City and County leaders call for southside homes and businesses to connect with sewer system

City and County leaders discuss septic-to-sewer improvements for South Leon County.
Published: Oct. 6, 2022 at 8:01 PM EDT
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TALLAHASSEE, Fla. (WCTV) - Leon County Commission Chairman Bill Proctor and Tallahassee Mayor John Dailey voiced their support of Southside septic-to-sewer improvements within the unincorporated areas of the count at a press conference Thursday morning.

“As we move forward in the 21st Century it is important that we provide equal access to our utilities throughout the urban services area,” Dailey said stressing those in the county deserve access to sewer, water, wastewater, basic utilities to all aspects of the urban services boundary.

Dailey and Proctor said the prospects of the improvement will expand those services to hundreds in the area by Woodville Highway, Crawfordville Road and Capital Circle SW and called on their respective commissions to take immediate action.

“We launched the Southside Action Plan to ensure a high quality of life, and as part of this plan,” Dailey said. “I’m committed to investing more than $10,000,000 to provide sewer connectivity to homes and businesses in our community’s Southside. Working together, I’m confident we can make this happen.”

Proctor said the county would explore further options to pursue grants and other funding to pay for sewer hook-ups and septic abandonment.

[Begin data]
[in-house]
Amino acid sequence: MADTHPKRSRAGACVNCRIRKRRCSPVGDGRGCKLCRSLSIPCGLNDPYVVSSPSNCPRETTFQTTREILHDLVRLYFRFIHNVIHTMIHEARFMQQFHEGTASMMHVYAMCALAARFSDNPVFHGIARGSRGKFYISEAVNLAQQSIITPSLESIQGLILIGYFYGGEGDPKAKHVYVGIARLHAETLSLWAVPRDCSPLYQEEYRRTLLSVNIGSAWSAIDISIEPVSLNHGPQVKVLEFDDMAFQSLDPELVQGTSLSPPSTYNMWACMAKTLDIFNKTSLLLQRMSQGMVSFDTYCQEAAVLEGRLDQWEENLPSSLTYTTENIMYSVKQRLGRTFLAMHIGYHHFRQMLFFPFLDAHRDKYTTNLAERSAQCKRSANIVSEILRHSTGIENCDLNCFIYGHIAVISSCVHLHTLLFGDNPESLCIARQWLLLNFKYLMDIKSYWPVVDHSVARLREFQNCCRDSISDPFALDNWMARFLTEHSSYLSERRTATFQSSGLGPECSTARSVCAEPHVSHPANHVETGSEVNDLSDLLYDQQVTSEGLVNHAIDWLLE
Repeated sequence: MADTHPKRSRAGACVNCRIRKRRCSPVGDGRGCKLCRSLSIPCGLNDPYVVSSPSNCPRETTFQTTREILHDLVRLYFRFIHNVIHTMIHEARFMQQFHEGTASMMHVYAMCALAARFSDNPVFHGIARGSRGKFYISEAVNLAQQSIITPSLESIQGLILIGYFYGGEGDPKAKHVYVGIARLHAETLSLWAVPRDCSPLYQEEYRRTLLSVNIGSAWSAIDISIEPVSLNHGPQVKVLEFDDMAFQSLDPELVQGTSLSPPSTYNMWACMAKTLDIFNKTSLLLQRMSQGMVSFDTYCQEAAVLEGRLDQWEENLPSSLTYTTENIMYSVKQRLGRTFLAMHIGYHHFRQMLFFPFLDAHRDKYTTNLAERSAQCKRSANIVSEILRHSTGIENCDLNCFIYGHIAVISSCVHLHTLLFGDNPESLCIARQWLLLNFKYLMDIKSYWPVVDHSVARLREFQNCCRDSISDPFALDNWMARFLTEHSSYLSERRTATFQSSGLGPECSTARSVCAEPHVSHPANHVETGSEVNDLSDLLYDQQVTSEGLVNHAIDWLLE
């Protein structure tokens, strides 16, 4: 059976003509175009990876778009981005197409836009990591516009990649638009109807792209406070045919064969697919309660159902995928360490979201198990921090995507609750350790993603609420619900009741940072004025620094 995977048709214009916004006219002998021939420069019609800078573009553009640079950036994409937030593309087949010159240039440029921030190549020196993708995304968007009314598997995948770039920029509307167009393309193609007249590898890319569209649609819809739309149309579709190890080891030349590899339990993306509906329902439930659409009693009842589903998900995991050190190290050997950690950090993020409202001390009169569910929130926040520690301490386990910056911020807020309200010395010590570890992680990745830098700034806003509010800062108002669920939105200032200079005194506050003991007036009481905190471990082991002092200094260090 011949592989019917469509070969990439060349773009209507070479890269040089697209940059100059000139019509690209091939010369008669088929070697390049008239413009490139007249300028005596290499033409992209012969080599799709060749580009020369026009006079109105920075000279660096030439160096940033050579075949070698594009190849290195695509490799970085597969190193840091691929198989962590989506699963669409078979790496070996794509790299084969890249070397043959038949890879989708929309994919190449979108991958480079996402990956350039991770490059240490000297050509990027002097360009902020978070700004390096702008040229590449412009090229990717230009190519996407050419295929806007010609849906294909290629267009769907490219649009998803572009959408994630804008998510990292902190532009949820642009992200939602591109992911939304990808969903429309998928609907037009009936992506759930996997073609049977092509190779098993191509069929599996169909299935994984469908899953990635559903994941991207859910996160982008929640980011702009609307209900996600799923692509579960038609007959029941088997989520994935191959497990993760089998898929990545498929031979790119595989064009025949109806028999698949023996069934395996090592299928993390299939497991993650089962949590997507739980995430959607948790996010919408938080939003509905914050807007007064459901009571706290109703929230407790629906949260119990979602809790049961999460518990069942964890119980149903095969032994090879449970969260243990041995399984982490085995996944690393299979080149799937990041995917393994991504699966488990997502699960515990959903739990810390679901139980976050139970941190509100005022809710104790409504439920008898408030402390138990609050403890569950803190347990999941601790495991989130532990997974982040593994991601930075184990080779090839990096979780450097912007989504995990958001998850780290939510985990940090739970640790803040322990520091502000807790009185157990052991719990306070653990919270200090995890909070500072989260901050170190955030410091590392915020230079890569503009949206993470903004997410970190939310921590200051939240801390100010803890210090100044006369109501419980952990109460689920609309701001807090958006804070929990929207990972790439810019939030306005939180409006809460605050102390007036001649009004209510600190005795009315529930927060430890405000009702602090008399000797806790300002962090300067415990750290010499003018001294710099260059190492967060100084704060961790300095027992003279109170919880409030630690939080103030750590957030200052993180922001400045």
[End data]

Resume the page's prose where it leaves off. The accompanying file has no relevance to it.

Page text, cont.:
Mayor Dailey pledged his full support of the City investing in the construction of water and sewer utilities in order to support more homes and businesses on the Southside in the future.

Nancy Bauldree is one of 1,500 residential and business properties located where leaders would like to convert from septic to sewer.

“I don’t have to pay monthly for sewage,” Bauldree said. “If they put in a sewage system and it’s going to be extra on the late bill and that hurts when you’re living paycheck to paycheck.”

Bauldree called the septic tank a cost-saving measure compared to a sewage bill.

To this point, Proctor said that Leon have committed $60 million in county, state and federal funds to cover the cost to provide sewer for some 1,500 residents currently served by septic tanks on their properties in south Leon County Primary Springs Protection Zone .

Leon County also agreeded to pay the costs for residents connecting to the new sewer system and abandoning their septic tanks during the septic-to-sewer project construction timeline, which leaders did not release.